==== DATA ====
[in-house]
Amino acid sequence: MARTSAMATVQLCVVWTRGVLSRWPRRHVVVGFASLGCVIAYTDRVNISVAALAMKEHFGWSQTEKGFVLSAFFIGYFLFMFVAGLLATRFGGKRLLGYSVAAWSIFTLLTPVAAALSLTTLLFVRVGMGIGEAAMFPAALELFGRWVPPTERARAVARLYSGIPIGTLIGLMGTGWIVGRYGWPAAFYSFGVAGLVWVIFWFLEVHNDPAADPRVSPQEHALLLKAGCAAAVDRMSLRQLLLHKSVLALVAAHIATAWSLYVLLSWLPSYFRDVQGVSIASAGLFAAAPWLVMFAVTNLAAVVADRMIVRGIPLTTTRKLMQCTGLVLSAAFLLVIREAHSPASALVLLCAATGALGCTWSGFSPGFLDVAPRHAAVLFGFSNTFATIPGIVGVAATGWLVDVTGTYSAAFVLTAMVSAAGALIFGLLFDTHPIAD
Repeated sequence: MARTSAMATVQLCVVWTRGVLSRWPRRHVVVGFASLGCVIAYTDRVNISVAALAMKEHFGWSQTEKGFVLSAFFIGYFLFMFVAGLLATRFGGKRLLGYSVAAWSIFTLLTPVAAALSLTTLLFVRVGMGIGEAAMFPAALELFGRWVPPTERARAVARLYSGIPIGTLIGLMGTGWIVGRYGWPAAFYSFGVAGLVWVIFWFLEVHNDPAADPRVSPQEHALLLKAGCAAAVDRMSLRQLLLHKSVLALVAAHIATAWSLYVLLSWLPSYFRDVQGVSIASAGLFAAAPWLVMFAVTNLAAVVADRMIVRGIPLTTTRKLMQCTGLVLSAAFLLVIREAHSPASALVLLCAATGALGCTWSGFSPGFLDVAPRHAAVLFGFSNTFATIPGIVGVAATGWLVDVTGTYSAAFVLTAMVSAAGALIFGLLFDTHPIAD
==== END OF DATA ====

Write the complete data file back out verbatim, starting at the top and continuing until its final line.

[in-house]
Amino acid sequence: MARTSAMATVQLCVVWTRGVLSRWPRRHVVVGFASLGCVIAYTDRVNISVAALAMKEHFGWSQTEKGFVLSAFFIGYFLFMFVAGLLATRFGGKRLLGYSVAAWSIFTLLTPVAAALSLTTLLFVRVGMGIGEAAMFPAALELFGRWVPPTERARAVARLYSGIPIGTLIGLMGTGWIVGRYGWPAAFYSFGVAGLVWVIFWFLEVHNDPAADPRVSPQEHALLLKAGCAAAVDRMSLRQLLLHKSVLALVAAHIATAWSLYVLLSWLPSYFRDVQGVSIASAGLFAAAPWLVMFAVTNLAAVVADRMIVRGIPLTTTRKLMQCTGLVLSAAFLLVIREAHSPASALVLLCAATGALGCTWSGFSPGFLDVAPRHAAVLFGFSNTFATIPGIVGVAATGWLVDVTGTYSAAFVLTAMVSAAGALIFGLLFDTHPIAD
Repeated sequence: MARTSAMATVQLCVVWTRGVLSRWPRRHVVVGFASLGCVIAYTDRVNISVAALAMKEHFGWSQTEKGFVLSAFFIGYFLFMFVAGLLATRFGGKRLLGYSVAAWSIFTLLTPVAAALSLTTLLFVRVGMGIGEAAMFPAALELFGRWVPPTERARAVARLYSGIPIGTLIGLMGTGWIVGRYGWPAAFYSFGVAGLVWVIFWFLEVHNDPAADPRVSPQEHALLLKAGCAAAVDRMSLRQLLLHKSVLALVAAHIATAWSLYVLLSWLPSYFRDVQGVSIASAGLFAAAPWLVMFAVTNLAAVVADRMIVRGIPLTTTRKLMQCTGLVLSAAFLLVIREAHSPASALVLLCAATGALGCTWSGFSPGFLDVAPRHAAVLFGFSNTFATIPGIVGVAATGWLVDVTGTYSAAFVLTAMVSAAGALIFGLLFDTHPIAD